In my house, "the most wonderful time of the year" can't commence until Diane Keaton throws a cozy robe and scarf over her crisp, white button-down and demands to know who finished the pot of coffee.
I'm referring, of course, to the 2005 gem that is, written and directed by Thomas Bezucha, a home-for-the-holidays ensemble dramedy film that's streaming free on this year.
The festive Sarah Jessica Parker vehicle received mixed reviews when it premiered. Where audiences (ahem, me) saw an elegant seesaw of comedic hijinks and tearjerking poignancy, critics saw tonal whiplash. While audiences (also me) enjoyed the highs and lows of the film's quirky love triangle -- nay, rhombus -- critics said, "Um, what?"
But over 16 Christmas seasons, the comfy-coziest of holiday films has attracted somewhat of a cult following. A criminally small one, in my estimation, because it's the perfect Christmas movie. Here's why.
First, the setting: The Family Stone almost entirely takes place in the sprawling and charmingly cluttered New England home of empty nesters Sybil (Diane Keaton) and Kelly (Craig T. Nelson). It's Christmas, and their five adult children are returning home for the holidays. There'll be take-out pizza. There'll be a game of charades. There'll be slipper socks. If this movie has provided me with anything, it's the hope to someday procure five adult children of my own so they too may return home for the holidays and re-create the utter warmth and cheer this film radiates.
Oldest son Everett (Dermot Mulroney) is bringing home his partner, Meredith (Parker), to meet the family for the first time, and, as Sybil correctly intuits, to ask for his grandmother's heirloom wedding ring so he can propose. The wonderfully messy, raucous, bohemian Stone family, which includes very-pregnant Susannah (Elizabeth Reaser), fun-loving pothead Ben (Luke Wilson in a scarf), NPR tote bag-toting Amy (Rachel McAdams), and the sweet (and deaf) Thad (Tyrone Giordano) take an instant disliking to Meredith. You see, Meredith's chignons are supertight. She wears high heels in the house. She participates in capitalism. She's a "spoiled, crazy, racist, bigot bitch from Bedford" (her words). Hilarity and havoc ensue.
That synopsis doesn't truly do the film justice though, because this is a movie whose charms transcend plot. The true Christmas miracle here is in the film's aesthetic, and you're lying to yourself if you think aesthetics aren't the most crucial element of any holiday movie. The Stone's home is hygge on steroids: So many window treatments and pillows! So many patterned wallpapers! Every bookshelf, drawer and cabinet is utterly overflowing with the detritus of family life. It's the most lived-in movie home I've ever seen. And of course there's a blanket of snow across the front yard for the duration of the film.
Then there's the dysfunctional family piece, a prerequisite of holiday fare. The Stone family may bear the designation at first glance, but if you really dig in to the movie -- if you watch it every year for a decade and a half -- you'll find they're actually quite functional. And I think this gets to why The Family Stone is such a perfect annual rewatch.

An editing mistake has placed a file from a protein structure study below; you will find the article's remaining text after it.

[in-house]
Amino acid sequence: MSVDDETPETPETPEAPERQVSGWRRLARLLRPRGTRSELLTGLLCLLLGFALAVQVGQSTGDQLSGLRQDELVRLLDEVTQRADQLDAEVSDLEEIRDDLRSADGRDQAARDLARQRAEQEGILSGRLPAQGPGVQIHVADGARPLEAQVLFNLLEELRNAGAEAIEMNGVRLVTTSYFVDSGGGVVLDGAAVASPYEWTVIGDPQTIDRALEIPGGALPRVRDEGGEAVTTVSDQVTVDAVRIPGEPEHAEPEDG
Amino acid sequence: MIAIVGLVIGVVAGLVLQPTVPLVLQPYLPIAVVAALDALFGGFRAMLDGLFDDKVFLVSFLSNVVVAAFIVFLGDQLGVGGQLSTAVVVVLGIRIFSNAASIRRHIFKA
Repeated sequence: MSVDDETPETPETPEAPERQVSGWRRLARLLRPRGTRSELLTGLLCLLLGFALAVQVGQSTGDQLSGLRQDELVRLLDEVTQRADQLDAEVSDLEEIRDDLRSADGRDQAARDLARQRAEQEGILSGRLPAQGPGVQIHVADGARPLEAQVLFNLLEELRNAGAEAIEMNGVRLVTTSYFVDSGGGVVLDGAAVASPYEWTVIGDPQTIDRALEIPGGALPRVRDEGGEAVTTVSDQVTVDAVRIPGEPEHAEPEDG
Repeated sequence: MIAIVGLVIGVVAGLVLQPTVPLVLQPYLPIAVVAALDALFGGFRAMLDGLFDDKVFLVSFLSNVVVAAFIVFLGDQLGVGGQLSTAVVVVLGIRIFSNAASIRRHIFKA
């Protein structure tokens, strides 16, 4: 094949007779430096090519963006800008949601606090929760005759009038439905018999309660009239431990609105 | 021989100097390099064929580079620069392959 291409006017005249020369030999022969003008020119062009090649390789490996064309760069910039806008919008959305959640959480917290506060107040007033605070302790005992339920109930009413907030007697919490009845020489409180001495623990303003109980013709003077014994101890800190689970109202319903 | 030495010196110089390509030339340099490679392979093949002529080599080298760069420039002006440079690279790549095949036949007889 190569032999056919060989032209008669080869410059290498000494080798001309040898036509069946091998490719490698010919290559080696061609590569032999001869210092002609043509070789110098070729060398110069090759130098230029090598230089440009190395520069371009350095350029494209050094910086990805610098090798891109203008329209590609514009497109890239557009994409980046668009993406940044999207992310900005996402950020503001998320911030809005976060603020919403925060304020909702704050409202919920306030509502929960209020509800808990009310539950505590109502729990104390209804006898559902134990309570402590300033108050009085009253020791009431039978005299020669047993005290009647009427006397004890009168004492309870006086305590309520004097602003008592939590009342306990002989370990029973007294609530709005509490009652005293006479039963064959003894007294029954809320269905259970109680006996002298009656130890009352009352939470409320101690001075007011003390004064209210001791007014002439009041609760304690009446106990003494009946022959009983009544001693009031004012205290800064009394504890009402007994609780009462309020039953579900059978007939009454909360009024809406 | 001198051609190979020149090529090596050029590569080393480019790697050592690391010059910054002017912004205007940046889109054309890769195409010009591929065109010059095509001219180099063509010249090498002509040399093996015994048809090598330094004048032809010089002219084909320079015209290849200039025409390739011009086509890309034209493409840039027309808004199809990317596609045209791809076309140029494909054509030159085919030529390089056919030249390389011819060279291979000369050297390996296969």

Keaton's aging matriarch is as sharp-tongued as she is affectionate. She first greets Ben with a warm hug and a warning that "Christmas is not going to be 'clothing optional' this year." She teases Amy about the guy who "popped your cherry." When Everett finally asks for the ring, she delivers an iconic Keatonian "Tough shit!" She and Kelly's marriage can only be described as aspirational. And the playful ribbing and head swatting and eye-rolling among the siblings is something I want in on. It's the family dynamic equivalent of a bowl of buttery mashed potatoes.
The other secret ingredient is the way the entire film pivots on a single line delivered by Wilson on a snowy football bleacher. You think it's going to be one movie, but then it bait-and-switches into an even better one. The line -- you'll know it when you hear it -- heightens the film to a whole other level, bringing new layers to why the Stone family is really so critical of Meredith.
I saw The Family Stone for the first time in a packed movie theater in 2005. It was so packed, in fact, that I had to sit in the dreaded front row, and I left with a crick in my neck and a warmth in my heart. On every annual rewatch since, I find new details I hadn't noticed before. The film is my yuletide touchstone in an increasingly chaotic world. For 103 minutes every December, I get to spend time with a bustling, tight-knit, hug-happy family whose love for each other is so strong it creates the circumstances for a dozen comedic fish-out-of-water set pieces.
Every year I think "Maybe the Stones will be nice to Meredith this time." Every year the Christmas Eve dinner scene becomes even more excruciating than the last. And every year I remember that packed theater, and I purse my lips in wistful resignation that they just don't make them like this anymore.